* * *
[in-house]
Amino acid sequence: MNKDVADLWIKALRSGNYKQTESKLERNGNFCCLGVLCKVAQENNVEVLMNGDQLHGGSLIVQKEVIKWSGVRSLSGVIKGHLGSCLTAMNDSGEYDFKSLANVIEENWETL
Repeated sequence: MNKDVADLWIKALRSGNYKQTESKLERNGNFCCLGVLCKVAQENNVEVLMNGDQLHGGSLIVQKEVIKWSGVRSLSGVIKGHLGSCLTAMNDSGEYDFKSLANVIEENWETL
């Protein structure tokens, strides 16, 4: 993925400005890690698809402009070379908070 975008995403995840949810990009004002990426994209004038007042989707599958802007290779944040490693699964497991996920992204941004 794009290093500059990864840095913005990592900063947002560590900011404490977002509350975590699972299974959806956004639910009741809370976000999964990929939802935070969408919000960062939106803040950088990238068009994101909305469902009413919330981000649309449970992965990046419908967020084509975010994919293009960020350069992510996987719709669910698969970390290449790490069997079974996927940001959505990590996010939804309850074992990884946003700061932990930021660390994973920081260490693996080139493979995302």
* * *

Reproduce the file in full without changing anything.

[in-house]
Amino acid sequence: MNKDVADLWIKALRSGNYKQTESKLERNGNFCCLGVLCKVAQENNVEVLMNGDQLHGGSLIVQKEVIKWSGVRSLSGVIKGHLGSCLTAMNDSGEYDFKSLANVIEENWETL
Repeated sequence: MNKDVADLWIKALRSGNYKQTESKLERNGNFCCLGVLCKVAQENNVEVLMNGDQLHGGSLIVQKEVIKWSGVRSLSGVIKGHLGSCLTAMNDSGEYDFKSLANVIEENWETL
């Protein structure tokens, strides 16, 4: 993925400005890690698809402009070379908070 975008995403995840949810990009004002990426994209004038007042989707599958802007290779944040490693699964497991996920992204941004 794009290093500059990864840095913005990592900063947002560590900011404490977002509350975590699972299974959806956004639910009741809370976000999964990929939802935070969408919000960062939106803040950088990238068009994101909305469902009413919330981000649309449970992965990046419908967020084509975010994919293009960020350069992510996987719709669910698969970390290449790490069997079974996927940001959505990590996010939804309850074992990884946003700061932990930021660390994973920081260490693996080139493979995302």